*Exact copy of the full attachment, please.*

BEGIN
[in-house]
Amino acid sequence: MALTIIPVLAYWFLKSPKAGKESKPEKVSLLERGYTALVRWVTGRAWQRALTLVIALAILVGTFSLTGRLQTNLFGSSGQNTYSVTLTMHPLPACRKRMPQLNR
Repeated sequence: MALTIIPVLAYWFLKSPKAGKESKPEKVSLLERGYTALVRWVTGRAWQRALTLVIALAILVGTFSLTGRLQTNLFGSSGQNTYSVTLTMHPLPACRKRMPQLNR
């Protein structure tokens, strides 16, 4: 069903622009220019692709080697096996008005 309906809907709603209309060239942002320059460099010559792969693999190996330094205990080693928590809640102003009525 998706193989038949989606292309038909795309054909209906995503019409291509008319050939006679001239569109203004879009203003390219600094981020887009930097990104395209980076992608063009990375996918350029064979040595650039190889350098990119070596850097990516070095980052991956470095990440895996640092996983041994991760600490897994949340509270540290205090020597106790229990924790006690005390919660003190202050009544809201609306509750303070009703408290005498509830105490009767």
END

[in-house]
Amino acid sequence: MALTIIPVLAYWFLKSPKAGKESKPEKVSLLERGYTALVRWVTGRAWQRALTLVIALAILVGTFSLTGRLQTNLFGSSGQNTYSVTLTMHPLPACRKRMPQLNR
Repeated sequence: MALTIIPVLAYWFLKSPKAGKESKPEKVSLLERGYTALVRWVTGRAWQRALTLVIALAILVGTFSLTGRLQTNLFGSSGQNTYSVTLTMHPLPACRKRMPQLNR
């Protein structure tokens, strides 16, 4: 069903622009220019692709080697096996008005 309906809907709603209309060239942002320059460099010559792969693999190996330094205990080693928590809640102003009525 998706193989038949989606292309038909795309054909209906995503019409291509008319050939006679001239569109203004879009203003390219600094981020887009930097990104395209980076992608063009990375996918350029064979040595650039190889350098990119070596850097990516070095980052991956470095990440895996640092996983041994991760600490897994949340509270540290205090020597106790229990924790006690005390919660003190202050009544809201609306509750303070009703408290005498509830105490009767």